In France, a country famous for cuisine, many cities have central food markets known as halles, and in the gastronomic capital of Lyon, you’ll find one of the best: Les Halles de Lyon Paul Bocuse. Named for the famous Lyon chef who helped popularize the nouvelle cuisine style of French cooking, Les Halles is a foodie mecca where some 60 stalls and restaurants will tempt you with fresh and fabulous fare. It’s a featured stop on our French Waterways river cruise, as well as the Culinary French Waterways river cruise that adds more food-oriented activities on select dates. Either way, you will relish the chance to savor the most refined cuisine in the world.
Lyon: France’s Second City
Vantage’s Deluxe ms River Discovery II glides to the crossroads of northern and southern France on both the Saône and Rhône rivers to reach France’s famous second city. With its cobbled streets, medieval churches, and impressive Renaissance architecture, Lyon remains a prosperous city known for its art, museums, history, and gastronomy. You’ll be in the heart of a city where foodies dine at the best restaurants and also at authentic bouchons, where you can sample a particular style of French comfort food that is distinctly Lyonnaise. There are more than 2,000 restaurants in Lyon, many located in the central district called the Presqu’ile, and more than a dozen are honored with Michelin stars.
Discover Lyon’s Food Mecca
The chefs of Lyon frequent one special food market to stock up on the top-quality ingredients they incorporate into their recipes — Les Halles de Lyon Paul Bocuse. Bocuse once said that in cooking, there are “two secrets to success: quality and creativity.” Both are in abundance here. Wander the aisles where you wil be overwhelmed by the sights, sounds, smells, and tastes that delight the world’s finest chefs and gourmands. Here, more than 60 food traders showcase their products—a dazzling array of fresh-baked breads, cakes, and pastries; cheeses from all over France; charcuterie stalls brimming with pates, smoked meats, and sausages; rows of locally produced honey, preserves, olive oils, herbs, and other prepared foodstuffs; fresh seafood and shellfish (oysters are a specialty); and plenty of organic fruits and vegetables.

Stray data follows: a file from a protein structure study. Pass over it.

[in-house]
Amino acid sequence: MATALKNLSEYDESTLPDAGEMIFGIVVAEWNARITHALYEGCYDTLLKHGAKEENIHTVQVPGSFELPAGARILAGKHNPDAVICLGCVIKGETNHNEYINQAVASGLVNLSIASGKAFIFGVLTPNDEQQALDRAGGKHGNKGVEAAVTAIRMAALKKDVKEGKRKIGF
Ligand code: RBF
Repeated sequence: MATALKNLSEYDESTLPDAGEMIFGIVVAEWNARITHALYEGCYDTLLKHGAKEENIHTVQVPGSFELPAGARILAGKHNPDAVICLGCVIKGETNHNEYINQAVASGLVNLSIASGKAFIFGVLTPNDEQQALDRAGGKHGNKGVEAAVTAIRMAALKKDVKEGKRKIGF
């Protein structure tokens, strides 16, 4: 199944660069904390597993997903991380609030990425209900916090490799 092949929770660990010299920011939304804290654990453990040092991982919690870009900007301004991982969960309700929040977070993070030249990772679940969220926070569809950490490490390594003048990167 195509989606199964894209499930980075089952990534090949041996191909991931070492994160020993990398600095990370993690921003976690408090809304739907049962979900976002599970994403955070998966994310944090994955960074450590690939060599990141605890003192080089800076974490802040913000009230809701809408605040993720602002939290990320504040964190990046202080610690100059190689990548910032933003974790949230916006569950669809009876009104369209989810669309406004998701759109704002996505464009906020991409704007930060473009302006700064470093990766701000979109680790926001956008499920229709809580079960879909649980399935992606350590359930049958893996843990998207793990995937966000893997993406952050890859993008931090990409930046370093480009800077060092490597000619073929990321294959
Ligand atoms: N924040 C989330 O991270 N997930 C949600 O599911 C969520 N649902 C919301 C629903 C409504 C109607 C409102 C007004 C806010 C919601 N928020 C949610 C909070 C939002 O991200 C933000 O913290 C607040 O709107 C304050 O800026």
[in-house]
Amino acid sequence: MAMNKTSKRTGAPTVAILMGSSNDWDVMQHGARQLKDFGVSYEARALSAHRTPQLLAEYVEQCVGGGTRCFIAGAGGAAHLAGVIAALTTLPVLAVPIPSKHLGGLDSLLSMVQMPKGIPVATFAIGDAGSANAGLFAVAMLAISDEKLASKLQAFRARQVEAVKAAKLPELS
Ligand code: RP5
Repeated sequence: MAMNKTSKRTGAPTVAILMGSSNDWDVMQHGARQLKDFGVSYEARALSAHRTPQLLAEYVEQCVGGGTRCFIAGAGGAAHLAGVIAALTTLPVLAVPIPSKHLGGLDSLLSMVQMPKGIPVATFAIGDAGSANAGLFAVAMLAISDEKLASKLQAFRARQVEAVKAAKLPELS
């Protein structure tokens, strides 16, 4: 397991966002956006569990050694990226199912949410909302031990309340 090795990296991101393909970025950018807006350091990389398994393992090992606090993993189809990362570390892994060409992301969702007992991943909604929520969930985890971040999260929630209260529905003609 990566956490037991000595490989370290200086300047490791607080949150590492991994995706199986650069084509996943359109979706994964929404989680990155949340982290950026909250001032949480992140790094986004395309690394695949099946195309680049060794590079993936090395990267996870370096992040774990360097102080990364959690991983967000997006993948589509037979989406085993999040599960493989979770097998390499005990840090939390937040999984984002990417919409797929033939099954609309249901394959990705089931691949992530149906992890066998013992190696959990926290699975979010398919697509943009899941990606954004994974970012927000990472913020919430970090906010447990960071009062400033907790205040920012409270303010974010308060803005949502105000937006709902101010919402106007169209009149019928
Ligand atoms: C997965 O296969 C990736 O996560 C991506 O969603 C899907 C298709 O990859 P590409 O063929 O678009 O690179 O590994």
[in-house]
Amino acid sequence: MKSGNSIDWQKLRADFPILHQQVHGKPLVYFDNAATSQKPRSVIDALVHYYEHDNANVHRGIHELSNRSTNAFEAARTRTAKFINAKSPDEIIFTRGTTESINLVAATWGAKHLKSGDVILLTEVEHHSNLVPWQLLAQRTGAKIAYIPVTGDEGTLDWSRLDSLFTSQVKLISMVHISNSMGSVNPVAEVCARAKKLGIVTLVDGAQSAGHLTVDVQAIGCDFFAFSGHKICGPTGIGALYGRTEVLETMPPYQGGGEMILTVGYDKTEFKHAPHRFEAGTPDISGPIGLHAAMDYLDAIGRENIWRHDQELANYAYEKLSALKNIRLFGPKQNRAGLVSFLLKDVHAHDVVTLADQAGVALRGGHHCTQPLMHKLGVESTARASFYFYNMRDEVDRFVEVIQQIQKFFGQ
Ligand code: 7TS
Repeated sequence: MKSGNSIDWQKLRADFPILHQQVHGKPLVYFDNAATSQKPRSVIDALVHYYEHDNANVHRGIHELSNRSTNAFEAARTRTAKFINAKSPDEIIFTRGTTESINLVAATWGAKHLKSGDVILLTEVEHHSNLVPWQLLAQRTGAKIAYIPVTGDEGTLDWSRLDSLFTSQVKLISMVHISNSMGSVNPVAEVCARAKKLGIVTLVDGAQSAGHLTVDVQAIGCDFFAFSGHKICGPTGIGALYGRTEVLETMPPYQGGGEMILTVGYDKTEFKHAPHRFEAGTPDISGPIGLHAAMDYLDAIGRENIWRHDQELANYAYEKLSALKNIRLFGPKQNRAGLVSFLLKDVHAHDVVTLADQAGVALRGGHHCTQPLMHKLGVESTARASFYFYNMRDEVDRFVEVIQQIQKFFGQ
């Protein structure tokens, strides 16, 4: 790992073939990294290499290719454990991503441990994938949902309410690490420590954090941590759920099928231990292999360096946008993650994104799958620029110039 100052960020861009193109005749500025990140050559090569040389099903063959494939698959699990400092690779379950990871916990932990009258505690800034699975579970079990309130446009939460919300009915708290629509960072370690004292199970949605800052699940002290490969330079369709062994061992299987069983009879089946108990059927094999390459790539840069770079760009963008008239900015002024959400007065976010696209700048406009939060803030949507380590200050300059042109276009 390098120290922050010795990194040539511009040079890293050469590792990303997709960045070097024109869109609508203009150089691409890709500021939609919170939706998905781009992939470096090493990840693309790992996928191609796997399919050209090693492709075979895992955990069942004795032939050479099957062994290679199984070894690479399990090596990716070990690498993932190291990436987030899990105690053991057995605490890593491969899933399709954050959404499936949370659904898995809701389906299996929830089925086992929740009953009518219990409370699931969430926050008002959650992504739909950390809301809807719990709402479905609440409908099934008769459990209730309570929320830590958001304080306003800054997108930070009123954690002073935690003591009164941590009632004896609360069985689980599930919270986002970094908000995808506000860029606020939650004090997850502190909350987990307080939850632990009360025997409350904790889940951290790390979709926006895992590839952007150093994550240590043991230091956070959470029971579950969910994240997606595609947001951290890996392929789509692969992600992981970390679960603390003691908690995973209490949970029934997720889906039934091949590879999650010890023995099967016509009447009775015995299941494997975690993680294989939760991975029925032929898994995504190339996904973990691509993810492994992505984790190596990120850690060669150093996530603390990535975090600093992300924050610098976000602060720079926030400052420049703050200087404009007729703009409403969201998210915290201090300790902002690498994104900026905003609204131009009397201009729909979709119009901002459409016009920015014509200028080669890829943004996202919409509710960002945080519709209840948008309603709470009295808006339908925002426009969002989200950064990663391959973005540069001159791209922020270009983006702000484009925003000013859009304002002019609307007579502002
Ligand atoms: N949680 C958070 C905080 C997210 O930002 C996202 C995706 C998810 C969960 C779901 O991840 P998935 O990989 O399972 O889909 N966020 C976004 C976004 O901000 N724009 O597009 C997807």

There’s always time to sample. Sit at one of the oyster bars or ham bars to choose something new to taste. Try local specialties including gâteau de foie (chicken liver souffle), saucisson brioche (pork sausage cooked in pastry), and cervelle de canuts (a cheese spread with herbs, garlic, onions, and a splash of vinegar for a tangy finish). The selections of sweets are seemingly endless, including the creations of confectioners and chocolatiers that take beautiful forms and colors as well as tastes.
Don’t worry about over-indulging…. Lyon is a great walking city with its riverside quais, pedestrian-only squares, and hilltop Notre Dame de Fourvière Basilica, which is also reachable by funicular, in case you’re in a hurry to get back to the temptations of Les Halles.